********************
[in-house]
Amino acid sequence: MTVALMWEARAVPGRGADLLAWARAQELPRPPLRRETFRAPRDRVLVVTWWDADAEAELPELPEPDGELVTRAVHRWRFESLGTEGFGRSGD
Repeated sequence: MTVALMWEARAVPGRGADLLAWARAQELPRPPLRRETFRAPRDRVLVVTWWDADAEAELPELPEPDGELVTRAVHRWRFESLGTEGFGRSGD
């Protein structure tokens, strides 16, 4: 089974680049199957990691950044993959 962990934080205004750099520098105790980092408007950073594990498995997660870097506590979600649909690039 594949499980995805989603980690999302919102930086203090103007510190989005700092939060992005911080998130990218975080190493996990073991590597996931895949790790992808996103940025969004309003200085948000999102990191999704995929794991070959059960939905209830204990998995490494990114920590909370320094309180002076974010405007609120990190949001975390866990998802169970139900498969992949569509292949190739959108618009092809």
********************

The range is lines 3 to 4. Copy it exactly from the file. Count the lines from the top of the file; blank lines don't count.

Repeated sequence: MTVALMWEARAVPGRGADLLAWARAQELPRPPLRRETFRAPRDRVLVVTWWDADAEAELPELPEPDGELVTRAVHRWRFESLGTEGFGRSGD
């Protein structure tokens, strides 16, 4: 089974680049199957990691950044993959 962990934080205004750099520098105790980092408007950073594990498995997660870097506590979600649909690039 594949499980995805989603980690999302919102930086203090103007510190989005700092939060992005911080998130990218975080190493996990073991590597996931895949790790992808996103940025969004309003200085948000999102990191999704995929794991070959059960939905209830204990998995490494990114920590909370320094309180002076974010405007609120990190949001975390866990998802169970139900498969992949569509292949190739959108618009092809």